©2003 Christopher Reich; (P)2003 Books on Tape, Inc.
"This smart, fast-paced read shuttles between Wall Street finance and the Eastern paperless hawala banking system - and makes both sound surprisingly cool." (Entertainment Weekly)
This is a good read on several levels: A look inside the shadowy world of the 'hawala' money system that leaves no paper trail. A fiendish plot. An unlikely hero...and several juicy twists that keep you interested. I am pleased that the spy genre did not die with the demise of the cold war!!
Once in a while you come across an audio book that keeps you up at night because of the great writing and plot. This book teaches the reader about cultural differences between how the Westerner looks at life versus how terrorists see things.
People turn out to not be who you first think they are. Loyalties are hidden until the end and subtlely revealed.
Reich makes you wonder if the cultural differences can ever be breached. As the characters travel through Europe chasing down money trail leads, time is running out. Unless forensic account Alan Chappel and agent Sara Churchill can detect where the money trail ends and who is ultimately behind things, a disaster of immense proportions will ensue.
Went and purchased all the rest of the Christopher Reich titles after this one and am hoping that audible soon adds all titles for download.
I would have enjoyed reading this book, but I REALLY enjoyed listening to it. John Lee's naration makes me remember the initial joy I had upon finding audio books years ago. The Devil's Banker made real for me much of the murky underworld of terroist financing and the new breed of expert, such as the hero accountant of the story, whose job it is to penetrate it and track down the bad guys. If it weren't for the slightly unsatisfying and perhaps too "Hollywood" ending, I would have given it five stars.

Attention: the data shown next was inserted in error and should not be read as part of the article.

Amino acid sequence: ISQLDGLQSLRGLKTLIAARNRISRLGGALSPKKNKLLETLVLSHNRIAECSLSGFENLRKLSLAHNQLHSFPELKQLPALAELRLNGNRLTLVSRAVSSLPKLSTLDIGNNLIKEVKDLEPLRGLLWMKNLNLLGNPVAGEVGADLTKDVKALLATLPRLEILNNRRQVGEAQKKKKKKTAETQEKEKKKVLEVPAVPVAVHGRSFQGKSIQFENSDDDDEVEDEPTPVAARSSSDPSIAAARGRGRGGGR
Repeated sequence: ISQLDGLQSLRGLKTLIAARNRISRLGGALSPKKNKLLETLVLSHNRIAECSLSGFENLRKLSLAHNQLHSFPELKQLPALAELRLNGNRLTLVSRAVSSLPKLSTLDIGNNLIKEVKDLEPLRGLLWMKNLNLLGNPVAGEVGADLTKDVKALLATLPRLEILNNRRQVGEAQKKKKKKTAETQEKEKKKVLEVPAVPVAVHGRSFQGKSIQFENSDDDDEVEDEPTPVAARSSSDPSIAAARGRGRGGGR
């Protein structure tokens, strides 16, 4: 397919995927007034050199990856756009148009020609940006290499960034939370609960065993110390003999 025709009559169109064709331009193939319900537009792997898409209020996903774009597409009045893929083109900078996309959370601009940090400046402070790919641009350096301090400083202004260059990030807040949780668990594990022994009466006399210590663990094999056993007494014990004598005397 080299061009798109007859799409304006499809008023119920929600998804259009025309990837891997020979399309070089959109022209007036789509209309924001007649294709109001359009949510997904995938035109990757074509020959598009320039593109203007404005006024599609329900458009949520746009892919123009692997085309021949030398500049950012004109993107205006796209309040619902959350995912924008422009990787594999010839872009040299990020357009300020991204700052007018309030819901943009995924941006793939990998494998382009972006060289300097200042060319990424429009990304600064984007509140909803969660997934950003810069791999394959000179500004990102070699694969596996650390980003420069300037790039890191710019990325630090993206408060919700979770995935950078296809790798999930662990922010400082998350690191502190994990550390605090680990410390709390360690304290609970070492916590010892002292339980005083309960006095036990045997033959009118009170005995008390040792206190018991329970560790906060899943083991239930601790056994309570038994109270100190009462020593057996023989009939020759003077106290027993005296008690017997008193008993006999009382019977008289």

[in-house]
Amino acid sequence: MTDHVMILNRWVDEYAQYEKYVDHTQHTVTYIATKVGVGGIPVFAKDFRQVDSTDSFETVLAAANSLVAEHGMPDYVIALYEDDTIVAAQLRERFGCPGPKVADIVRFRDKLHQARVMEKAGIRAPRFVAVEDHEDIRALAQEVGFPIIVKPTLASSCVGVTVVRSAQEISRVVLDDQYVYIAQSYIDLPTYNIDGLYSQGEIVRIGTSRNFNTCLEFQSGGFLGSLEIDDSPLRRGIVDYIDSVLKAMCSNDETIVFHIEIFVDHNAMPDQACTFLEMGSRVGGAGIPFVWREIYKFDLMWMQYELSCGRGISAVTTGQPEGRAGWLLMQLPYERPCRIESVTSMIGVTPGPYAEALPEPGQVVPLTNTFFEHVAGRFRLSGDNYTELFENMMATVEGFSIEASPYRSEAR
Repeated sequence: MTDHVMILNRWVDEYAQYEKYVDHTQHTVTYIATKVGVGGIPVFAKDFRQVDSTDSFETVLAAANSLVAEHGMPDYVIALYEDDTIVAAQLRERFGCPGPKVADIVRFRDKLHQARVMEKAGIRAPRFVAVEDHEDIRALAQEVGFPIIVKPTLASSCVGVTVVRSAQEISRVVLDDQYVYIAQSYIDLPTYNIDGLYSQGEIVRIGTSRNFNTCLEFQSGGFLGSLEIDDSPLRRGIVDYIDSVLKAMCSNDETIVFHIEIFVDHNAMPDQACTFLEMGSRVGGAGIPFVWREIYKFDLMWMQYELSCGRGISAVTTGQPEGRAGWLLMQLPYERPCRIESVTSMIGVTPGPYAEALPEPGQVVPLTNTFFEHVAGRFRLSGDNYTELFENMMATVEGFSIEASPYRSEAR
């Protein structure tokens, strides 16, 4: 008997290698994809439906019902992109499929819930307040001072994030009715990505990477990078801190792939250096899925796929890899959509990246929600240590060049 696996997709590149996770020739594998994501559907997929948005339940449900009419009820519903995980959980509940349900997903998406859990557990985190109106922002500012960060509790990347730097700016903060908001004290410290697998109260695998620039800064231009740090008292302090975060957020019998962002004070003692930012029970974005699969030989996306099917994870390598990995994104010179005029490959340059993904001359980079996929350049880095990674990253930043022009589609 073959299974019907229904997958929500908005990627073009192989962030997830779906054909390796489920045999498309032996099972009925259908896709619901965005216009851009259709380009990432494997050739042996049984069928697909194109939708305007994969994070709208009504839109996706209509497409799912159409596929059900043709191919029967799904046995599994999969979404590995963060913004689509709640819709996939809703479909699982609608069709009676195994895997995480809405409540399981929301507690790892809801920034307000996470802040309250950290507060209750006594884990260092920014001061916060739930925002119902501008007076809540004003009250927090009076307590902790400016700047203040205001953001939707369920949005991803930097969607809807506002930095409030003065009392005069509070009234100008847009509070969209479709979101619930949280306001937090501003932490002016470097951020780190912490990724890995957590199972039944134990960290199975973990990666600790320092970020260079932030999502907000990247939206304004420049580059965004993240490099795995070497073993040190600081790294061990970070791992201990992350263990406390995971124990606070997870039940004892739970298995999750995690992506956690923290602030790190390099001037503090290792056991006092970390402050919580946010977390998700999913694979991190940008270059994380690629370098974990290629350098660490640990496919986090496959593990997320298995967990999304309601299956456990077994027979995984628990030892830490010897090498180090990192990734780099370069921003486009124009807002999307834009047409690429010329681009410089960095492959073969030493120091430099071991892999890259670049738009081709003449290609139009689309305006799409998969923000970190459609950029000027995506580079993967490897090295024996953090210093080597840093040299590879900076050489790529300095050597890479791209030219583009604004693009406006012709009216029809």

I found the book has a good plot, excellent character descriptions, with some nice twists. The ending was predictable because of how many threads had to be collected and very little space left to do it. Sort of like a TV script. Probably the best part is the timing of the various plot twists. There is a little suspension of belief in some areas, just enough to make the story plausable. I certainly will purchase his next work and recommend this book for any mystery fan.
I havent listened to the book yet ... but one of the reasons i bought it, was the fact that it is listed as a 26hr book. I wabted something that long for a trip however the book is really 12hrs ...less than half the displayed length. Not happy about that!!
Yes, good storyline, well pieced together, flows well. Brilliant narration by John Lee, as expected.
John puts personalities into each character that you would expect from a good movie. He makes the characters real.
Made me want to keep listening.
This was my first book by Christopher Reich, it will not be my last.
Good story, good characters, and good narration. Sometimes a little heavy on the "alphabet soup" of acronyms and jargon for this-or-that agency, but in all an enjoyable book.
The story is OK and the reader's performance fine but the writing is painfully self-consious, the dialogue stilted and the characters so clumsily outlined you question the plausibility of the story every two pages. The most irritating thing is the gratuitous & awkward try-too-hard use of brand names to define character. "She chased him in her "J.P. Tod model 86 driving shoes." "His mother ironed his white cotton Ralph Laruen button down shirt." Are we really to believe a top CIA spy is at 45 still so damaged by his mildly over-bearing father that the simple questions asked by a pretty girl get him all riled up? He's supposed to be a lethal brilliant romantic spy hero but Daddy didn't love him enough? Awful. 100% of the writing about business, stock trading & banking is false, full of malaprops and stiff, forced dialogue. Characters talk like they're reading. Did an editor actually like this stuff? A waste of time.
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